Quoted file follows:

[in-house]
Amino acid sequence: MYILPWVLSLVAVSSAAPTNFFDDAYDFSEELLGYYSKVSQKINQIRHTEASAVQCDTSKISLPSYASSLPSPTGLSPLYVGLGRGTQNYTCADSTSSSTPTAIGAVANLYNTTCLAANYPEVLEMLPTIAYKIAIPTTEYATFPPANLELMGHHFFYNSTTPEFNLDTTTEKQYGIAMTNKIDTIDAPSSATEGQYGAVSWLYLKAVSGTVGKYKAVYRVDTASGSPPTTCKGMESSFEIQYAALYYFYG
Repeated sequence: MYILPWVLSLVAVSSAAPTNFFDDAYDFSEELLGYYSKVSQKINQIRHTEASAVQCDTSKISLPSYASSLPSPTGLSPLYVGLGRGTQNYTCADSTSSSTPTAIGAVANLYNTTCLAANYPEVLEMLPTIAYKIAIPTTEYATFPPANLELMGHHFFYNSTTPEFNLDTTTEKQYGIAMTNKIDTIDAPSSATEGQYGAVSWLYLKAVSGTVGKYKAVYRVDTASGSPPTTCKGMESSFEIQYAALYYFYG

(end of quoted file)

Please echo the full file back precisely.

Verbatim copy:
[in-house]
Amino acid sequence: MYILPWVLSLVAVSSAAPTNFFDDAYDFSEELLGYYSKVSQKINQIRHTEASAVQCDTSKISLPSYASSLPSPTGLSPLYVGLGRGTQNYTCADSTSSSTPTAIGAVANLYNTTCLAANYPEVLEMLPTIAYKIAIPTTEYATFPPANLELMGHHFFYNSTTPEFNLDTTTEKQYGIAMTNKIDTIDAPSSATEGQYGAVSWLYLKAVSGTVGKYKAVYRVDTASGSPPTTCKGMESSFEIQYAALYYFYG
Repeated sequence: MYILPWVLSLVAVSSAAPTNFFDDAYDFSEELLGYYSKVSQKINQIRHTEASAVQCDTSKISLPSYASSLPSPTGLSPLYVGLGRGTQNYTCADSTSSSTPTAIGAVANLYNTTCLAANYPEVLEMLPTIAYKIAIPTTEYATFPPANLELMGHHFFYNSTTPEFNLDTTTEKQYGIAMTNKIDTIDAPSSATEGQYGAVSWLYLKAVSGTVGKYKAVYRVDTASGSPPTTCKGMESSFEIQYAALYYFYG